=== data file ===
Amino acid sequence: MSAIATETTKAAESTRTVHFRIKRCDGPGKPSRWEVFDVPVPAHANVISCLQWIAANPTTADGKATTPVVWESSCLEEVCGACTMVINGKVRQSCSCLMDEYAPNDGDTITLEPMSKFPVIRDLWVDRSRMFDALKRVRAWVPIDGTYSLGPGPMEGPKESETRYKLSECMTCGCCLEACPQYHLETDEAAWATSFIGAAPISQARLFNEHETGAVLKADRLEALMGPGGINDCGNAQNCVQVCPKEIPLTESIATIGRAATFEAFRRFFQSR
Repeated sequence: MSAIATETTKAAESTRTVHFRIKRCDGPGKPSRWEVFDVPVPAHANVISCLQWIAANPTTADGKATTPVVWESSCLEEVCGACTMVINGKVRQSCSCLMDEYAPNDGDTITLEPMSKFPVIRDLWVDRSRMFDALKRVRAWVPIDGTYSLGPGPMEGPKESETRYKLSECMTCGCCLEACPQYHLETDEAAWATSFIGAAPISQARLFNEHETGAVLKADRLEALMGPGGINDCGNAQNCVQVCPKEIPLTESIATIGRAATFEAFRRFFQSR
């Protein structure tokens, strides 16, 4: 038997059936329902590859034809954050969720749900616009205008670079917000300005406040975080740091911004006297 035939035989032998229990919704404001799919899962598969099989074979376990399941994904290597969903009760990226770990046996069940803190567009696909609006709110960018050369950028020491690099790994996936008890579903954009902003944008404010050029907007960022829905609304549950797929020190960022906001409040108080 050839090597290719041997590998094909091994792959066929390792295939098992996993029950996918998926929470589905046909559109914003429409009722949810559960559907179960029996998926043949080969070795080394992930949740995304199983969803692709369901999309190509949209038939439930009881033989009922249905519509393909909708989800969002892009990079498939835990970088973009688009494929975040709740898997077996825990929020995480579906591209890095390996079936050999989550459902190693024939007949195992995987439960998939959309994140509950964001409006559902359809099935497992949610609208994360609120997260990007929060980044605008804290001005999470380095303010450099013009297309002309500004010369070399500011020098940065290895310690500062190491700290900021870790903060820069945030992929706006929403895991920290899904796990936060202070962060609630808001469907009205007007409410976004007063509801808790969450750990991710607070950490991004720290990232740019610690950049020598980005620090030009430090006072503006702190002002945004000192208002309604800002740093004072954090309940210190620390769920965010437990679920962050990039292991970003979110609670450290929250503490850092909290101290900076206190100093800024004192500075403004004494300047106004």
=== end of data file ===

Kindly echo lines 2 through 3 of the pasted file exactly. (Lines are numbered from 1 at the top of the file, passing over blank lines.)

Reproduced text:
Repeated sequence: MSAIATETTKAAESTRTVHFRIKRCDGPGKPSRWEVFDVPVPAHANVISCLQWIAANPTTADGKATTPVVWESSCLEEVCGACTMVINGKVRQSCSCLMDEYAPNDGDTITLEPMSKFPVIRDLWVDRSRMFDALKRVRAWVPIDGTYSLGPGPMEGPKESETRYKLSECMTCGCCLEACPQYHLETDEAAWATSFIGAAPISQARLFNEHETGAVLKADRLEALMGPGGINDCGNAQNCVQVCPKEIPLTESIATIGRAATFEAFRRFFQSR
């Protein structure tokens, strides 16, 4: 038997059936329902590859034809954050969720749900616009205008670079917000300005406040975080740091911004006297 035939035989032998229990919704404001799919899962598969099989074979376990399941994904290597969903009760990226770990046996069940803190567009696909609006709110960018050369950028020491690099790994996936008890579903954009902003944008404010050029907007960022829905609304549950797929020190960022906001409040108080 050839090597290719041997590998094909091994792959066929390792295939098992996993029950996918998926929470589905046909559109914003429409009722949810559960559907179960029996998926043949080969070795080394992930949740995304199983969803692709369901999309190509949209038939439930009881033989009922249905519509393909909708989800969002892009990079498939835990970088973009688009494929975040709740898997077996825990929020995480579906591209890095390996079936050999989550459902190693024939007949195992995987439960998939959309994140509950964001409006559902359809099935497992949610609208994360609120997260990007929060980044605008804290001005999470380095303010450099013009297309002309500004010369070399500011020098940065290895310690500062190491700290900021870790903060820069945030992929706006929403895991920290899904796990936060202070962060609630808001469907009205007007409410976004007063509801808790969450750990991710607070950490991004720290990232740019610690950049020598980005620090030009430090006072503006702190002002945004000192208002309604800002740093004072954090309940210190620390769920965010437990679920962050990039292991970003979110609670450290929250503490850092909290101290900076206190100093800024004192500075403004004494300047106004």